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Climate and Environment

State Regulators Move To Increase Gas Storage At Aliso Canyon Site

Aerial photo showing the hills behind Aliso Canyon gas field against a blue sky
The Aliso Canyon gas field is located in Northern L.A. County.
(Chava Sanchez
/
LAist )
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In 2015, the Aliso Canyon natural gas blowout made national headlines as the worst natural gas leak in U.S. history.

Thousands of families in nearby Porter Ranch and Chatsworth were forced to evacuate, and residents have blamed the leak for health issues ranging from nosebleeds and headaches to cancer.

Since then, community members, the L.A. City Council, the County Board of Supervisors, as well as Governor Newsom have all called for Aliso Canyon to be closed.

This week, Senators Alex Padilla and Dianne Feinstein also urged the commission to move more quickly to close the facility.

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However, on Thursday, the California Public Utilities Commission, which regulates utility companies, unanimously approved upping the amount of gas stored in the underground gas reservoir from 34 billion cubic feet to 41 billion cubic feet.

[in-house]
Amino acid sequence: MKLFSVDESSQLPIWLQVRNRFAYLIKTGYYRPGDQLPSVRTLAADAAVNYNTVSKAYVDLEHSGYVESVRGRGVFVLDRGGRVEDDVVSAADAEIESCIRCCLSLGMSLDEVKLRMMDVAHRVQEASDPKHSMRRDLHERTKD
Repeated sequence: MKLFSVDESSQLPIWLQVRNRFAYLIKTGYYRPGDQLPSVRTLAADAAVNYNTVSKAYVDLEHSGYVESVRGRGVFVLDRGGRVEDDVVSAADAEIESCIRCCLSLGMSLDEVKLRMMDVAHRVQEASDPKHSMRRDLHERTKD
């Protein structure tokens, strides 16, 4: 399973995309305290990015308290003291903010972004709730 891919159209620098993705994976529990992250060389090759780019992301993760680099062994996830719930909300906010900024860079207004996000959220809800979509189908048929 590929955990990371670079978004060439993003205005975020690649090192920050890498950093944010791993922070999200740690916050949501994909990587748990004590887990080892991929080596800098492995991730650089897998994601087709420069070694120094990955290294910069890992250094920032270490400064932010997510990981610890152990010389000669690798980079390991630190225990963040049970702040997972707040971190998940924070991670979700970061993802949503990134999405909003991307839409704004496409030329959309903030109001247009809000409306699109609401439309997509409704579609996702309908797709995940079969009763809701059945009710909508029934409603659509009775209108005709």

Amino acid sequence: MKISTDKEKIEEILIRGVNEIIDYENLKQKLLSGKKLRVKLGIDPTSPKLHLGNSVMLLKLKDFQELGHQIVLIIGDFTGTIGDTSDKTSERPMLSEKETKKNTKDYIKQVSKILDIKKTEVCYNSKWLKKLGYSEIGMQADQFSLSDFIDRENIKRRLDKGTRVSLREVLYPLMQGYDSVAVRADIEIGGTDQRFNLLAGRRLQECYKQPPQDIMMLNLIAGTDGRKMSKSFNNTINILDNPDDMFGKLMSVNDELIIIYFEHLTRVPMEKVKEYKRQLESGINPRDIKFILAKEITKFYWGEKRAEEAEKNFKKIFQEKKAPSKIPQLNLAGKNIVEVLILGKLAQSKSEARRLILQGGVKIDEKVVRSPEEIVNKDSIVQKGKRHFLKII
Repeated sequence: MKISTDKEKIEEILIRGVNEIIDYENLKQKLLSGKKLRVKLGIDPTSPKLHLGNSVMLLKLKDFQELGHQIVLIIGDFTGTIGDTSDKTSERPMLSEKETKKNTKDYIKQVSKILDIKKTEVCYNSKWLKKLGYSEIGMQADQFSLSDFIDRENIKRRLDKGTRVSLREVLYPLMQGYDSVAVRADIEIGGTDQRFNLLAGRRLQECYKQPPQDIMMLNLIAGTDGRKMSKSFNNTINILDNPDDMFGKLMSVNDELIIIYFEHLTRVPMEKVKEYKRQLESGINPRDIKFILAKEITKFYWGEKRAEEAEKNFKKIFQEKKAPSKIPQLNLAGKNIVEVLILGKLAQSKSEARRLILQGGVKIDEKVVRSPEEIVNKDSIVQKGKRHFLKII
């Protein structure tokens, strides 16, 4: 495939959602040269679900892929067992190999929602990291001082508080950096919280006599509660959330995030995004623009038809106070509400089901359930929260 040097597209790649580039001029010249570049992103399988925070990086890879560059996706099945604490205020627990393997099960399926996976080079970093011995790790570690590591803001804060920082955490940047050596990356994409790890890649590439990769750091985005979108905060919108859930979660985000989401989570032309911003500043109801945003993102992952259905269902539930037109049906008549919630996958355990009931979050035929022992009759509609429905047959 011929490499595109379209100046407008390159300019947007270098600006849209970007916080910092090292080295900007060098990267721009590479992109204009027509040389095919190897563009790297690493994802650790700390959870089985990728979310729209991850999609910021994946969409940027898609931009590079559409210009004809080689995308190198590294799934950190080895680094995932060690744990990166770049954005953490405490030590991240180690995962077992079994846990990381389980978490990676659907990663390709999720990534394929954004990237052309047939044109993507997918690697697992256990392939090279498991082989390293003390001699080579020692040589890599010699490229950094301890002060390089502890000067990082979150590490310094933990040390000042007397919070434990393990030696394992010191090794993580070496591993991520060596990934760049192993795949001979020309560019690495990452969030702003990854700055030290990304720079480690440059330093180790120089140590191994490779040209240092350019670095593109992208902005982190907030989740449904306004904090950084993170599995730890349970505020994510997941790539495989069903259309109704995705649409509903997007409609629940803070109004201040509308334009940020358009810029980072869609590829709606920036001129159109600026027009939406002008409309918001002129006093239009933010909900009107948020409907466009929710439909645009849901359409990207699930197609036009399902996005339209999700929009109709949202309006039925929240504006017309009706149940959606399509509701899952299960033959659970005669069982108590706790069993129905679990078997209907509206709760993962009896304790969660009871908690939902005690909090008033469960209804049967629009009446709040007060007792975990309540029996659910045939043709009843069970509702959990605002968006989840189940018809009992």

At the meeting, dozens of residents implored the commission to reject any increase because of their worries about the health impacts.

Commissioners say the decision is necessary to meet energy demand in the near-term, but they will continue working to reduce the use of Aliso in the future.

Energy Reliability

The vote was on two proposed increases to the current amount of gas stored at Aliso Canyon, which is 34 billion cubic feet. If the gas reservoir was completely full, it would sit at 86 billion cubic feet.

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One proposed decision was to increase the storage capacity to 68.6 billion cubic feet — that’s about 80% full. The alternative, which was unanimously approved, came from Commissioner Martha Guzman Aceves and capped the amount at 41.16 billion cubic feet.